Once established in le bon ton, Mrs Talbot intends her daughter Jocelyn to marry well, to eliminate the stain of the family’s ignoble beginnings. But the young men Jocelyn meets are vacuous, seeing Jocelyn as merely a brood mare with a great deal of money. Only Lieutenant Barnaby Willow sees the real Jocelyn, but he must go to Europe to fight the French. The hypocrisy of fashionable society repulses Jocelyn—beneath the courtly manners and studied elegance she finds tittle-tattle, deceit, dissipation and vice.

Jocelyn stumbles upon and then is embroiled in a sordid scandal which will mean utter disgrace for the Talbot family. Humiliated and dishonoured, she is sent to a remote house hidden in a hollow of the Yorkshire moors. There, separated from family, friends and any hope of hearing about the lieutenant’s fate, she must build her own life—and her own social order—anew.

My review, 5/5 stars.

Jocelyn Talbot’s family came to their wealth through trade, rather than inheritance, and as such, their social standing hangs by a fragile thread, where the merest whisper of scandal would leave them shunned by everyone of importance. For Mrs Talbot, there is nothing more important than her position in society.

The story alternates between Jocelyn’s banishment to the lonely house in the hollow in 1811 and the events leading up to it, and the conclusion in 1814. It is also written from the point of view of Annie, an orphan who ends up as a scullery maid at the Talbot’s house, giving us a view of life above and below stairs, making us privy to things that were kept hidden away, scandals that were swept under the carpet.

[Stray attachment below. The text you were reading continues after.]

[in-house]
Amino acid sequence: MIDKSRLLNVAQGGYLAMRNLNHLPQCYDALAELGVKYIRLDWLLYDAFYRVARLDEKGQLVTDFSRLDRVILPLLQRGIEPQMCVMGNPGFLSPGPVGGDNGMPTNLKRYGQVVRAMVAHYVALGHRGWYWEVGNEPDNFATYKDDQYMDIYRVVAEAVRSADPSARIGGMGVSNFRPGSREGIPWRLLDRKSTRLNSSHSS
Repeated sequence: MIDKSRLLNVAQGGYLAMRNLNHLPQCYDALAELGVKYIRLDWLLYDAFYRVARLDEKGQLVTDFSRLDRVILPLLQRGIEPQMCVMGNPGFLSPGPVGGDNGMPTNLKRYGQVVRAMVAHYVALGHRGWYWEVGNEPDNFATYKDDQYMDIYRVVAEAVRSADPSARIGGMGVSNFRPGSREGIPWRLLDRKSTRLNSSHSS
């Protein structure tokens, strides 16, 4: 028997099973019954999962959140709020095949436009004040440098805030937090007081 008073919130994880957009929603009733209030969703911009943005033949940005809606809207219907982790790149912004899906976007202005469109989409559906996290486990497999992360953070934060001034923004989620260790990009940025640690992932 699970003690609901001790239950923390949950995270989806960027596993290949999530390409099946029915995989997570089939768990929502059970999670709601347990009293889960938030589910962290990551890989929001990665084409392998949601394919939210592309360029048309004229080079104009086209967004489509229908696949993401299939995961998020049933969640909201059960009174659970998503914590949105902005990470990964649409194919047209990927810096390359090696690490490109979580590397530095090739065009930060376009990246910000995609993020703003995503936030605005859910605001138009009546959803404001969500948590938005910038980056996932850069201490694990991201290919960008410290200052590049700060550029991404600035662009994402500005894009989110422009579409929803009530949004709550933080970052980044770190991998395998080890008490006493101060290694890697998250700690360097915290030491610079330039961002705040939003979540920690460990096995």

I love reading Allie Cresswell’s historical fiction novels. She has a way of taking the reader back into the past, with its social rules, subtle intrigue, veiled threats, and the importance of wealth and origins. Her style of writing recreates the oppressive atmosphere of the times that I’m sure many young women had to suffer, and through her story we understand the sacrifices they had to make, for honour, for society, and for the family name. This is a must-read for anyone who loves historical fiction.


About the author:
Allie Cresswell was born in Stockport, UK and began writing fiction as soon as she could hold a pencil.

She did a BA in English Literature at Birmingham University and an MA at Queen Mary College, London.

She has been a print-buyer, a pub landlady, a book-keeper, run a B & B and a group of boutique holiday cottages.

Nowadays Allie writes full time. She has two grown-up children, two granddaughters, two grandsons and two cockapoos but just one husband – Tim. They live in Cumbria, NW England.

The House in the Hollow is her eleventh novel.